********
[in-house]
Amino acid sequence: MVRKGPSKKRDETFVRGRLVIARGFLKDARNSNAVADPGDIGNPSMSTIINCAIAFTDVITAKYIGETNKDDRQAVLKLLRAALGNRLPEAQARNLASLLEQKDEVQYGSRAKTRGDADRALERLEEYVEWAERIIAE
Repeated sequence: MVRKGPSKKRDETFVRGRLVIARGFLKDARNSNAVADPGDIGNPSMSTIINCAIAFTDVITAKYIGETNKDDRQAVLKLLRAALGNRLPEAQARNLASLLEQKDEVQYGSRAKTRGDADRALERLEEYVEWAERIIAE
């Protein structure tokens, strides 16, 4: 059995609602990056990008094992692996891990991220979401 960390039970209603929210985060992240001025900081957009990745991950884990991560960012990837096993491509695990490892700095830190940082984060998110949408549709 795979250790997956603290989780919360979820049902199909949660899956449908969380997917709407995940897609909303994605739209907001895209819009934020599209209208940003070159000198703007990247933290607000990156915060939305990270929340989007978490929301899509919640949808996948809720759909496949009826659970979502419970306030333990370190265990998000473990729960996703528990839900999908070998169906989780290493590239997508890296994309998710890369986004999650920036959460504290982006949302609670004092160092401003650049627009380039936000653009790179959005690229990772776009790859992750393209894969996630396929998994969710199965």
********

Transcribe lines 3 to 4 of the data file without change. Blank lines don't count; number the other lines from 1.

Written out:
Repeated sequence: MVRKGPSKKRDETFVRGRLVIARGFLKDARNSNAVADPGDIGNPSMSTIINCAIAFTDVITAKYIGETNKDDRQAVLKLLRAALGNRLPEAQARNLASLLEQKDEVQYGSRAKTRGDADRALERLEEYVEWAERIIAE
């Protein structure tokens, strides 16, 4: 059995609602990056990008094992692996891990991220979401 960390039970209603929210985060992240001025900081957009990745991950884990991560960012990837096993491509695990490892700095830190940082984060998110949408549709 795979250790997956603290989780919360979820049902199909949660899956449908969380997917709407995940897609909303994605739209907001895209819009934020599209209208940003070159000198703007990247933290607000990156915060939305990270929340989007978490929301899509919640949808996948809720759909496949009826659970979502419970306030333990370190265990998000473990729960996703528990839900999908070998169906989780290493590239997508890296994309998710890369986004999650920036959460504290982006949302609670004092160092401003650049627009380039936000653009790179959005690229990772776009790859992750393209894969996630396929998994969710199965």